How winning it all showed Alex Anthopoulos his work is far from done
T here is a parable about a Chinese farmer — famously told by English writer Alan Watts — that Anthopoulos first came across while watching the ESPN docuseries, Man in the Arena: Tom Brady. In the story, a Chinese farmer loses a horse and is told by neighbours how bad that is. “Maybe,” he responds. The next day, the horse returns alongside seven wild horses. Later, the farmer’s son breaks his leg while trying to tame one of the wild horses. The neighbours come around again and say, “Too bad.” The farmer gives them the same “maybe” and the next day, the son’s injury prevents him from being conscripted to fight in the army. The lesson: When something happens, it usually takes a while before it’s obvious whether it’s good or bad.
In the TV show, Brady, the superstar NFL quarterback, recounts how he relied on it to help gain perspective in the transition from one season to the next. Anthopoulos was so moved while watching the episode that he paused it and went to find his wife and kids. “You guys have to see this,” he told them. “You have to listen to the story and the way Tom Brady tells it.”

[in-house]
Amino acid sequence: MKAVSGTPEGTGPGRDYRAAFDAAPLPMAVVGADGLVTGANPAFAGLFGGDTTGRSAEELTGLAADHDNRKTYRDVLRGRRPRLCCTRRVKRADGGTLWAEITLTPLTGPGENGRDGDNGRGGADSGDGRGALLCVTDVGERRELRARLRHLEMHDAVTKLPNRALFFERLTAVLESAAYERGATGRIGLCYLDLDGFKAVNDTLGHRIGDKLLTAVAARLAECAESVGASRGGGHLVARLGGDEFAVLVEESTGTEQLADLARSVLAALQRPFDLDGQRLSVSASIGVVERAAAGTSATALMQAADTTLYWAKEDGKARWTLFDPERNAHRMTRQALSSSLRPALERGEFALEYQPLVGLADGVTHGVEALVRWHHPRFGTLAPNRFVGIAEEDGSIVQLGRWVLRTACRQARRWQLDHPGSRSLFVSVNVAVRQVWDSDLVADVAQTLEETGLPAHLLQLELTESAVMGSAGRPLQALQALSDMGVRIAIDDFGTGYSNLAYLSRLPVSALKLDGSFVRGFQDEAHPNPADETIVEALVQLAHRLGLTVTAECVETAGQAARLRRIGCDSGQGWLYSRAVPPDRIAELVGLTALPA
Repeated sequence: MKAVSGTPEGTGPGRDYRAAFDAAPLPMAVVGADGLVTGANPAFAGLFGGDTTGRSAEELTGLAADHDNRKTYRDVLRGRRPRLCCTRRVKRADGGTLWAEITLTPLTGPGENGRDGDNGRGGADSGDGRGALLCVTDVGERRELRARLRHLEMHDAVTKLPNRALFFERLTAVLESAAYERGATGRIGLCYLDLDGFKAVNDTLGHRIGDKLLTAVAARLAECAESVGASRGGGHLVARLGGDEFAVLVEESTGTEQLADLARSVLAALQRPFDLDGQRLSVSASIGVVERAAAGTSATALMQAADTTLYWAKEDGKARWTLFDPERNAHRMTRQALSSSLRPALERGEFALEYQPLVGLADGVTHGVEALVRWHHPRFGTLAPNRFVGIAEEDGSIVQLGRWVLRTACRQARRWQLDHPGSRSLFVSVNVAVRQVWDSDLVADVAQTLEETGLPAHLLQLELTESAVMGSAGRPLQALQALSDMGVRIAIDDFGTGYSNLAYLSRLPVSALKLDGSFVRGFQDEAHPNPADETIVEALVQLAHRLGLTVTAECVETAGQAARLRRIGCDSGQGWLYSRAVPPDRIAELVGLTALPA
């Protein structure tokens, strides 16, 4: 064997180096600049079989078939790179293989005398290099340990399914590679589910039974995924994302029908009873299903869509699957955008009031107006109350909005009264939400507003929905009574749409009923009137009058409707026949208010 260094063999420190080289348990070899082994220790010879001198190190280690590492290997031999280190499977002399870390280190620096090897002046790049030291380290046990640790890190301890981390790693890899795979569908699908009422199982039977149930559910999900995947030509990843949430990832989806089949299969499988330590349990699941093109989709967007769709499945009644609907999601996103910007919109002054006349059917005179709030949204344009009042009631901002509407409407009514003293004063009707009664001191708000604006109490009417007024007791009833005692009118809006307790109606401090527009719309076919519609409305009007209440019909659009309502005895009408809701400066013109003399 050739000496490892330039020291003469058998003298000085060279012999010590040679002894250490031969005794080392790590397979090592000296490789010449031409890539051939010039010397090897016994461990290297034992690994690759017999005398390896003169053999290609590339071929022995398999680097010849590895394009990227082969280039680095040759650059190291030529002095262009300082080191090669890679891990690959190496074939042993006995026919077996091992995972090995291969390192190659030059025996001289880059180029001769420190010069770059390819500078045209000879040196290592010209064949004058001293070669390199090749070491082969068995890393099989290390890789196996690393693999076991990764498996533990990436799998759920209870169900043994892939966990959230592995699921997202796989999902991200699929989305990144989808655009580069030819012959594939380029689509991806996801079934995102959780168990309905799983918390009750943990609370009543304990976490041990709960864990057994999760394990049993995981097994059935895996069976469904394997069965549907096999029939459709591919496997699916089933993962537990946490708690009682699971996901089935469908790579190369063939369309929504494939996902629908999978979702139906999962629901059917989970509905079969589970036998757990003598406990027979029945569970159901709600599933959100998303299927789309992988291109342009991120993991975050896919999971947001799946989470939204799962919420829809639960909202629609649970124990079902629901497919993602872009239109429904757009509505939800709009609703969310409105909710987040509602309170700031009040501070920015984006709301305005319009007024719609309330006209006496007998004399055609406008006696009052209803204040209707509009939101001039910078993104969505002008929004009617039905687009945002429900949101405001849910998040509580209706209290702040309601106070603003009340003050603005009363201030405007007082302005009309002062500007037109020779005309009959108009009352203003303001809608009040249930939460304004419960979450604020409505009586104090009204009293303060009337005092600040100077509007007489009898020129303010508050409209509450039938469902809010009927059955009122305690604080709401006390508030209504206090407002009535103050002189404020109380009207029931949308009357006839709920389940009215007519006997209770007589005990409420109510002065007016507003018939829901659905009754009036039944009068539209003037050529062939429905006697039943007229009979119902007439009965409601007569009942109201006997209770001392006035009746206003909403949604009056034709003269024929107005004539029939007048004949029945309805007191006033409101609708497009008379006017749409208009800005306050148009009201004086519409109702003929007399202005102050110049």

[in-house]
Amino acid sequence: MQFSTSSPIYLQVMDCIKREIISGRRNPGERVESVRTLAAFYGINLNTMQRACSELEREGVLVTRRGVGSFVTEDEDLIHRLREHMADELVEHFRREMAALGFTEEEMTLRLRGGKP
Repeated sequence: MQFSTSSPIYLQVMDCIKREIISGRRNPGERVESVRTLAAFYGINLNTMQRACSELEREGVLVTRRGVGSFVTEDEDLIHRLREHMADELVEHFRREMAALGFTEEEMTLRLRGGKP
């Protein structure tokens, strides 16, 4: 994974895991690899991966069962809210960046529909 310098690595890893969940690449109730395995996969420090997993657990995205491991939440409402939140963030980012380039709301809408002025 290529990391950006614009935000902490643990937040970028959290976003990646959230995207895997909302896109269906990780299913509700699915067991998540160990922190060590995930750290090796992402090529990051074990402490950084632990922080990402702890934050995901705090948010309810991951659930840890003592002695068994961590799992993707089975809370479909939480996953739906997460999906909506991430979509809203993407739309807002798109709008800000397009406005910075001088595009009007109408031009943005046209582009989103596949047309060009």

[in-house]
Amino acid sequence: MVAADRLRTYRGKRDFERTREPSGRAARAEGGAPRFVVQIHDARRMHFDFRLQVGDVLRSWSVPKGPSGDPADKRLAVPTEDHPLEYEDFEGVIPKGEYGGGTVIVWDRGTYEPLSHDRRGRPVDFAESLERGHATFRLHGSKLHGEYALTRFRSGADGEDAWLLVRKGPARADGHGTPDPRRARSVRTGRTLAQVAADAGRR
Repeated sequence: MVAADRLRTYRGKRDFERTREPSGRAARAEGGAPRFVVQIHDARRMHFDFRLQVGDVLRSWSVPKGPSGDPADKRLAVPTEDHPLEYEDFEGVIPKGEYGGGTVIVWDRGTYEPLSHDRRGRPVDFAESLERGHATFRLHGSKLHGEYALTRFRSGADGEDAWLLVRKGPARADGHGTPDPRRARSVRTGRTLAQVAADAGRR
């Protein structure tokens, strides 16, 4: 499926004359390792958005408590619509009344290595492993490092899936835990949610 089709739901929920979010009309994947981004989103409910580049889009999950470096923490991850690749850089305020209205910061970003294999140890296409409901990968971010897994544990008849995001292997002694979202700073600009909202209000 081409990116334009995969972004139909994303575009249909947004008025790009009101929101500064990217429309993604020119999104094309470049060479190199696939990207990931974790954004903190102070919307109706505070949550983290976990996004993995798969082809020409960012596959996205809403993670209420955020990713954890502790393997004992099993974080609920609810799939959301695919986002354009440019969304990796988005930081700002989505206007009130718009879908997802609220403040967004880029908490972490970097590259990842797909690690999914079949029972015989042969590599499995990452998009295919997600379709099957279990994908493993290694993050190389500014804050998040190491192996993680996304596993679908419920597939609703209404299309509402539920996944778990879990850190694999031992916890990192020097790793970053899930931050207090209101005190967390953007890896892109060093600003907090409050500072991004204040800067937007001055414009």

Anthopoulos takes obvious pleasure in noting the ways the story relates to his own life. When the Braves lost several players, including star outfielder Ronald Acuña Jr., to injury last season and stumbled to a miserable first half, it looked pretty bad. But Anthopoulos’s actions — trading for multiple players, including outfielders Eddie Rosario and Jorge Soler — indicated that he wasn’t ready to throw in the towel, that “maybe” the team still had a chance to make some noise. Rosario’s bat eventually caught fire in the NL Championship Series, earning him MVP honours, while the same happened for Soler, who was named World Series MVP. If the team didn’t endure a rash of injuries months earlier that spurred it to acquire these players, then maybe they wouldn’t have won the World Series, Anthopoulos reasons. You just don’t know where the chain will lead.
“I was really sad when I left Toronto,” says Anthopoulos. “I was crushed. It was hard. It was a decision I made, a tough decision, but it’s one I felt I wanted to make. It was important to me. And you don’t know how it’s going to turn out. At the time, it felt really hard. But I went to L.A. and I learned all these great things, and I came to Atlanta [and] we won a World Series.”